More major earthquakes: Does this mean anything?
There have been three deadly quakes in the past week alone.
Two struck Japan's Kumamoto prefecture – a 6.2 magnitude earthquake last Thursday (April 14) and a 7.0 magnitude one on Saturday (April 16) – killing 41 people and injuring around 1,500 others.
The third, a 7.8 magnitude earthquake, struck Ecuador on Sunday (April 17), killing at least 272 people and injuring more than 2,000 others.
So is the number of big earthquakes (defined as being more than 7.0 magnitude) on the rise?
Yes, and it has been for some time. From 1979 to 1991, there were about 10 big earthquakes a year, science news website LiveScience reported. In 1992, that figure rose to 12.5. In 2010, it became 16.7 big earthquakes a year.
Why is it going up?
Most scientists think it's most likely random. Meaning it could have just as easily NOT been going up.
In an interview with LiveScience, Mr Tom Parsons, a research geophysicist with the US Geological Survey (USGS), explained this by comparing the rise to the results of flipping a coin: It is possible to get the same side multiple times in a row even though the process is random.
Not quite convinced?
Well, this isn't the first time there's been a rise in earthquakes. According to CityLab, a subsidiary of US magazine The Atlantic, there was also an increase in the number of quakes between 1950 and 1965.
And in the grand scheme of things, this isn't anything out of the norm.
USGS states on its website that according to records dating back to 1900, there are about 16 major earthquakes in any given year – 15 within the magnitude 7 range and one that's 8.0 or greater.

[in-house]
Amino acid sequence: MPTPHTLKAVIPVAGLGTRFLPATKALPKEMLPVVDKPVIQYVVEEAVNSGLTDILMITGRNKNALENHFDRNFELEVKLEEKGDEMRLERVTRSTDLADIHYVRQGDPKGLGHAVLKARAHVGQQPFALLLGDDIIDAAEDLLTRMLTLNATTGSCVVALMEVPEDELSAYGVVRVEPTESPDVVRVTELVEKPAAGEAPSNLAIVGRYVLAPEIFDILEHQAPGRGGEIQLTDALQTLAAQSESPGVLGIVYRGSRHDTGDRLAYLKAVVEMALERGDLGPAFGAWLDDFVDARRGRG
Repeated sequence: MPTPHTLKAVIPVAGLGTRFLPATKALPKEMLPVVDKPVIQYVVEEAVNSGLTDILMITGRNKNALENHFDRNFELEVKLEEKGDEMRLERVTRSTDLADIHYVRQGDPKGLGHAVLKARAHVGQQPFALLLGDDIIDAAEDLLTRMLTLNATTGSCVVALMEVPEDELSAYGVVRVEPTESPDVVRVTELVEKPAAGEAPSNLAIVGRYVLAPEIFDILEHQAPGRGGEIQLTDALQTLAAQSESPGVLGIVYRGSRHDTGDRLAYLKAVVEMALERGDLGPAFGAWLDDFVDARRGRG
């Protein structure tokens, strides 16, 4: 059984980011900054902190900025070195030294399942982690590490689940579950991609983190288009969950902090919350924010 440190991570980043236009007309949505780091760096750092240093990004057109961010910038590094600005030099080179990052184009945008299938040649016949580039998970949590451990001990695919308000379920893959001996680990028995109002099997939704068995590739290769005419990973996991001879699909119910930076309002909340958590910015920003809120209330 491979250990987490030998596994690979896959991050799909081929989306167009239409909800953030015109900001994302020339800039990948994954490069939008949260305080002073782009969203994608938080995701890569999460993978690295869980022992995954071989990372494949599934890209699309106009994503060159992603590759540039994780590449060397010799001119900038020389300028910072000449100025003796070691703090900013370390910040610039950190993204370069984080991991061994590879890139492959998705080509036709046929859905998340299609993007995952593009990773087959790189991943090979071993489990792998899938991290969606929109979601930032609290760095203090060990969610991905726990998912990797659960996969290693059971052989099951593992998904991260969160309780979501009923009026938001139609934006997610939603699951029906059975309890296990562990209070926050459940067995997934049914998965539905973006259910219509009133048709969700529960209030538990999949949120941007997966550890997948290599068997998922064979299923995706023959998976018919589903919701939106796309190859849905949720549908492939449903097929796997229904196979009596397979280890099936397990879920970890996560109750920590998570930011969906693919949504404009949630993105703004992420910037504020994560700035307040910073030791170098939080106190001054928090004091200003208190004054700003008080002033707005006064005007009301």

From 1973 to 2011, a period of 38 years, there were only eight times that the number of big earthquakes exceeded this figure: 1976, 1990, 1995, 1999, 2007, 2009, 2010 and 2011.
During that period, 2010 was the worst year, with 24 big earthquakes, while 1989 and 1988 saw only six and seven respectively.
Does the increase mean an earthquake of epic proportions is imminent?
No. According to USGS, "a temporary increase or decrease in seismicity is part of the normal fluctuation of earthquake rates".
"Neither an increase or decrease worldwide is a positive indication that a large earthquake is imminent."
In fact, there are a lot more earthquakes happening than you probably know about.
USGS estimates that there are several million earthquakes a year. Many go undetected as they happen at remote locations or have very small magnitudes.
In the course of last week alone, 330 earthquakes of at least 2.5 magnitude were recorded by USGS, not including the two major ones in Japan and the 7.8 magnitude earthquake in Ecuador.
Apart from the two that struck last week, there have been only three other earthquakes of magnitude 7.0 or greater this year: On March 2 in Sumatra, Indonesia, on Jan 30 in Yelizovo, Russia, and on Jan 24 in Old Iliamna, Alaska.